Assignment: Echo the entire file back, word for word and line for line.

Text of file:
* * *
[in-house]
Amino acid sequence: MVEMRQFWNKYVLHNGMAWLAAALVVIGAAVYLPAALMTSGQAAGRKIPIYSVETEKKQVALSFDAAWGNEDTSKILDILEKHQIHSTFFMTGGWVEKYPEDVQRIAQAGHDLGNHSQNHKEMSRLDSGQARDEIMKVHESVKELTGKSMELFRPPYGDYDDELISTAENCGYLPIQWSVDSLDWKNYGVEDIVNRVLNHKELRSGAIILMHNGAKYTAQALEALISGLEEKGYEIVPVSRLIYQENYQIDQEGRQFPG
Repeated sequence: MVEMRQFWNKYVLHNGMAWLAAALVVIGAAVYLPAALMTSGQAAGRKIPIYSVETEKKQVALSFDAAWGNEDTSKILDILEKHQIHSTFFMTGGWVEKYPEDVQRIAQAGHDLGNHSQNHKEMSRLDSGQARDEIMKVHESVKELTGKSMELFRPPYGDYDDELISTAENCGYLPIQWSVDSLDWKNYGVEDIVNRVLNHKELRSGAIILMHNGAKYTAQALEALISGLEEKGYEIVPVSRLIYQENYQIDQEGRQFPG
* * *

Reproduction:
[in-house]
Amino acid sequence: MVEMRQFWNKYVLHNGMAWLAAALVVIGAAVYLPAALMTSGQAAGRKIPIYSVETEKKQVALSFDAAWGNEDTSKILDILEKHQIHSTFFMTGGWVEKYPEDVQRIAQAGHDLGNHSQNHKEMSRLDSGQARDEIMKVHESVKELTGKSMELFRPPYGDYDDELISTAENCGYLPIQWSVDSLDWKNYGVEDIVNRVLNHKELRSGAIILMHNGAKYTAQALEALISGLEEKGYEIVPVSRLIYQENYQIDQEGRQFPG
Repeated sequence: MVEMRQFWNKYVLHNGMAWLAAALVVIGAAVYLPAALMTSGQAAGRKIPIYSVETEKKQVALSFDAAWGNEDTSKILDILEKHQIHSTFFMTGGWVEKYPEDVQRIAQAGHDLGNHSQNHKEMSRLDSGQARDEIMKVHESVKELTGKSMELFRPPYGDYDDELISTAENCGYLPIQWSVDSLDWKNYGVEDIVNRVLNHKELRSGAIILMHNGAKYTAQALEALISGLEEKGYEIVPVSRLIYQENYQIDQEGRQFPG